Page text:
I talked about Atmotube at the September 2016 COMIT community day and suggested such devices could be invaluable as a simple, user-friendly way for workers to monitor air quality around them both on-site and inside buildings. Typically, we take around 20,000 breaths a day, so Atmotube potentially provides greater awareness of what we are breathing in. In society at large, it could be helpful to asthmatics and those suffering from other lung conditions, as well as helping parents of young children and the elderly.

In the built environment, it might also help alert us to malfunctioning air conditioning or heating, or to leaks of gases, etc. I am not sure if the current devices can be networked together (at least not yet), but such personal climate monitoring tools might potentially help provide facilities or HR managers with constant updates from employee users about their working conditions.


Please, to call Masters Chemist Ltd of 176 Shooters Hill Rd, London SE3, the correct number is 020 8856 1104

Not exacty nuisance calls, but frequent, disruptive calls of a wrong number are challenging my patience – and NHS patients!

I work mainly from a home office in southeast London and use a telephone number that we have had for over 20 years. Over the past couple of years, I have started to receive a growing number of calls from customers of a local pharmacy, Masters Chemist, whose telephone number (starting 020 8856) is one digit different from ours (starting 020 8858). Initially, it was maybe just one call a month asking about drug prescriptions, and – once I worked out who they were trying to contact – I wrote the correct number on a Post-It note that I stuck to the shelf above my phone.

I also popped into Masters’ pharmacy last year and told them about the problem, and the manager I spoke to was apologetic and said they would check all their literature and notifications to customers. However, the frequency has not diminished. In fact, it’s got worse, and I am now getting an average of 2-3 calls a week (and twice recently Masters’ customers have left messages on our ansaphone – one, from an elderly lady, sounded particularly distressed). Each time I am interrupted, I politely tell the caller they have a wrong number and make sure they have the correct one.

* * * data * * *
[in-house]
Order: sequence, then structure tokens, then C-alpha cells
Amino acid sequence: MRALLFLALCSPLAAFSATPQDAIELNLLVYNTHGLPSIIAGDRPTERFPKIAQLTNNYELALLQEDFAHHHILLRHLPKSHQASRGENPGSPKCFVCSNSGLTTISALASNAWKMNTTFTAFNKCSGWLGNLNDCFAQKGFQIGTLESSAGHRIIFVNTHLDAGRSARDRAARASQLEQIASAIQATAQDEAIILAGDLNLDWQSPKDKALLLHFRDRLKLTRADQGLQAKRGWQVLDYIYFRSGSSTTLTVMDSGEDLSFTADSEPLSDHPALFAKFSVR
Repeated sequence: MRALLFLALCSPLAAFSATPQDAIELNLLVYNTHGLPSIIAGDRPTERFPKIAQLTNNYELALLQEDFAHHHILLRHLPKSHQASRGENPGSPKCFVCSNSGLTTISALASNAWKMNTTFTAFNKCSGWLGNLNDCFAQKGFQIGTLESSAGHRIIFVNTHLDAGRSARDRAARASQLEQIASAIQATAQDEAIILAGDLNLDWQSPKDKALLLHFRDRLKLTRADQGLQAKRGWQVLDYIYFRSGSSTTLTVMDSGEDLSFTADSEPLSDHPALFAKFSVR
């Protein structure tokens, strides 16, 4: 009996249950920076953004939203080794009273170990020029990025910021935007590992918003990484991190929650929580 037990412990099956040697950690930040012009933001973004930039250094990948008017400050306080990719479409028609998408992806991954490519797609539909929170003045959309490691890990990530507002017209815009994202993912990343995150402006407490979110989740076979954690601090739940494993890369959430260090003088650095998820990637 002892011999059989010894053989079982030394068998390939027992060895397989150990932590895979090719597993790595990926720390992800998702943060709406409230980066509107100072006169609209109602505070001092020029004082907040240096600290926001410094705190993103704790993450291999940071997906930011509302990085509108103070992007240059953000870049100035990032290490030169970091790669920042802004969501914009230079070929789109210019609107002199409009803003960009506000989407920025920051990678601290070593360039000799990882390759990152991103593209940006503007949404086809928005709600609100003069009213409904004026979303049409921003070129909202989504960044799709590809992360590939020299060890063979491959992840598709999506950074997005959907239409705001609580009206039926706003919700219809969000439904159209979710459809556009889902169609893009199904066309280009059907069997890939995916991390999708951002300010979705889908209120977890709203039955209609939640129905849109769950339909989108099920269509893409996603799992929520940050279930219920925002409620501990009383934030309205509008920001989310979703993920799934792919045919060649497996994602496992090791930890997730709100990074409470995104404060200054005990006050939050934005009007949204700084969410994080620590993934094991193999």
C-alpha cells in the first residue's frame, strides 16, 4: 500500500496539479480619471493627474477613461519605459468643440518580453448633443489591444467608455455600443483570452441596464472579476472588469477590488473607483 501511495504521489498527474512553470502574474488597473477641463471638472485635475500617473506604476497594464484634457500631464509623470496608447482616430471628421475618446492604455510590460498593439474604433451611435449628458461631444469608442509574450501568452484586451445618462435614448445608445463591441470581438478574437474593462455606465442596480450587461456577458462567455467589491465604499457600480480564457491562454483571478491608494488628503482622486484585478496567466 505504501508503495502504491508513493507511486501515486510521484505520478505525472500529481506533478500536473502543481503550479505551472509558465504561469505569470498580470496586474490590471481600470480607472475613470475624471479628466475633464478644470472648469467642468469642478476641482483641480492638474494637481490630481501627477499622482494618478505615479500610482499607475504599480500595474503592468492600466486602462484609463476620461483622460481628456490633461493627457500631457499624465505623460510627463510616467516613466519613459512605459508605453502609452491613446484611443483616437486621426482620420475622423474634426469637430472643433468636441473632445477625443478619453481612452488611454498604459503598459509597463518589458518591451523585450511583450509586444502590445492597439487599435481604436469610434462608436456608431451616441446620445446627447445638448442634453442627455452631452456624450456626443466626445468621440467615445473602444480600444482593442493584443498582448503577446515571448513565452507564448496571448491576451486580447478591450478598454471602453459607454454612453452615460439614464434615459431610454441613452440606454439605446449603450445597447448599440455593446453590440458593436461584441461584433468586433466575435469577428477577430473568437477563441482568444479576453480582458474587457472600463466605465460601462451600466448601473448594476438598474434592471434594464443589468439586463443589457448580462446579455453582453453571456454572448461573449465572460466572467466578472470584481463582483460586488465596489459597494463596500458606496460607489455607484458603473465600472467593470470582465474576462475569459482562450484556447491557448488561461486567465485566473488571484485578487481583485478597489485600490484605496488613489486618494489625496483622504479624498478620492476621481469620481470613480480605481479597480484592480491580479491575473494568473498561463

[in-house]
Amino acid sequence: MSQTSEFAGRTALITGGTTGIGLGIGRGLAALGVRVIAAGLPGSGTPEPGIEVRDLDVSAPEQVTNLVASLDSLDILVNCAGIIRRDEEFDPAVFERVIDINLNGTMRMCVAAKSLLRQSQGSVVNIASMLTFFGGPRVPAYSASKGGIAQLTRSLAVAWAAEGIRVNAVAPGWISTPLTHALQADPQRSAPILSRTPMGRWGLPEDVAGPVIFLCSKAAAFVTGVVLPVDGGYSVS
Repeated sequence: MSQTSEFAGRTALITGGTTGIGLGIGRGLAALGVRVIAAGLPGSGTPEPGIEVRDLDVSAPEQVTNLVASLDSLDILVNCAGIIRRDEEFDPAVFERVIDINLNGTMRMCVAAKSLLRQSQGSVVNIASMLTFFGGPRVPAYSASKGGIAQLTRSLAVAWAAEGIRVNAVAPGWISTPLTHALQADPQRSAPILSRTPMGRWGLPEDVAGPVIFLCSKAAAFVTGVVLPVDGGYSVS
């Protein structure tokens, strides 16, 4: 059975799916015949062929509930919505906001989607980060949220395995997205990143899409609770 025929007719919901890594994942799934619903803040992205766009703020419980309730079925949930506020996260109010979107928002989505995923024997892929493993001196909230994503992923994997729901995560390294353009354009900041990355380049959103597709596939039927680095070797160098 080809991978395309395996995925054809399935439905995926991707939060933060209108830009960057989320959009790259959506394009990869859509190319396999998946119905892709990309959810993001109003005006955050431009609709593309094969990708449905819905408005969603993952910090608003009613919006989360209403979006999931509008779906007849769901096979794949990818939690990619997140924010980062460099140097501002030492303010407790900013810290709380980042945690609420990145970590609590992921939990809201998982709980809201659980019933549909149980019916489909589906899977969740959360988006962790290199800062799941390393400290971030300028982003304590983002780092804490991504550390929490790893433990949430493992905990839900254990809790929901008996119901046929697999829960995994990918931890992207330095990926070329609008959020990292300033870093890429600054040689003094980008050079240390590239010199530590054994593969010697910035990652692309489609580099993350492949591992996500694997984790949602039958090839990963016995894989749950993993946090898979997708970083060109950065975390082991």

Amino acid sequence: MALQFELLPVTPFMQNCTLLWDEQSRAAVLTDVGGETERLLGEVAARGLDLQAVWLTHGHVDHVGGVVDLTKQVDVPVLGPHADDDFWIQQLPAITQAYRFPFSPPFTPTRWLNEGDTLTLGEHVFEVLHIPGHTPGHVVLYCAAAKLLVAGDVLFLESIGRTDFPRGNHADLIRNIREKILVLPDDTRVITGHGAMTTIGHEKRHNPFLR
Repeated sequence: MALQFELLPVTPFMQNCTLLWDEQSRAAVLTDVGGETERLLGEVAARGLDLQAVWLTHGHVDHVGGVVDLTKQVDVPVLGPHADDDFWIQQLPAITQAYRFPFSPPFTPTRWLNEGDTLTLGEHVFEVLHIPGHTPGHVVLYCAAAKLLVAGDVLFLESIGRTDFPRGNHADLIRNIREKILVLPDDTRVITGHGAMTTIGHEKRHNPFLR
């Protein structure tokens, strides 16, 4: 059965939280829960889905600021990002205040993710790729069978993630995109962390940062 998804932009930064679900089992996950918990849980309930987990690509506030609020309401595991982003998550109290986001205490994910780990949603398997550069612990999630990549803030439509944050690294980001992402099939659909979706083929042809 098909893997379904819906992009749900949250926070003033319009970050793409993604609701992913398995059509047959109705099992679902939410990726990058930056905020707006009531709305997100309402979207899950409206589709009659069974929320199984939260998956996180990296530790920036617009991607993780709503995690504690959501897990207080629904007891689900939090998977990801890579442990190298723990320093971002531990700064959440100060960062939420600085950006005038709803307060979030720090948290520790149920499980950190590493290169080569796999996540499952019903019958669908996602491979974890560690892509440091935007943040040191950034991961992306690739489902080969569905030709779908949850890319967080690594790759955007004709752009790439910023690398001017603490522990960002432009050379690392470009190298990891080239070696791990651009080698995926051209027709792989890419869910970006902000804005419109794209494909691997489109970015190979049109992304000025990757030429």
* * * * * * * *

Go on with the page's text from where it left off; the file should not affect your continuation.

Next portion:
Today, I walked up to Masters’ again, and, a bit more forcefully, told them that their customers were still calling the wrong number. The man I spoke to initially insisted it was just people misdialling. This would be believable if the digits were adjacent to each other on a typical push-button layout, but, surely, if you miss the “6” you’d be hitting a 3, or a 5 or a 9? I pointed out that it was always people enquiring about prescriptions, but the staff showed me labels that gave their correct number. “Why don’t you change your number?” I was asked. “No way,” I said, “We have had this number since 1994 and it’s also one that I use extensively for my business.” Impasse.

It’s not an easy situation to resolve, but the attitude of the store manager this time was to deny any responsibility for the inconvenience that this problem was causing to a) his customers, and b), me, my business and family. Not great PR on his part.

So, please, if you are trying to call Masters Chemist of 176 Shooters Hill Rd, London SE3 8RP, the correct number is:

020 8856 1104

To change the “image of construction,” first change construction

We need to tackle some of the fundamental issues in the UK construction industry before we can effectively change “the image of construction”.

“The image of construction” has featured heavily this week for me. On Tuesday, I attended a CIMCIG-led roundtable discussion in London with Mark Farmer, the consultant helping the Government’s Construction Leadership Council to address issues relating to construction skills and the future needs of the industry (see gov.uk news release).

Yesterday I joined a panel discussion at the Women in Construction and Engineering Awards day, part of which focused on how current images of construction and engineering make them unattractive to potential entrants, parents, teachers and even careers advisors.

CN headlineAnd today, I have been reading in Construction News (YouGov poll finds two-thirds of public would not consider career in construction) about a survey showing:

  • more than half of the public view construction work as ‘strenuous’ or ‘dirty’, with just 11 per cent saying it was ‘exciting’
  • 23 per cent viewed construction work as creating ‘mess, traffic and inconvenience’
  • people do not see the industry as academically driven, with 41 per cent saying it was one the least likely sectors to require a further or higher education qualification

Such survey findings are nothing new. They simply confirm that the “image” problem persists year after year despite numerous campaigns to change popular perceptions. Industry insiders maintain that we need to “present how fantastic it is to work in construction and change some of those perceptions… all of us who work in construction love it; we just haven’t been very good collectively at expressing that message” (to quote Suzannah Nicol of Build UK).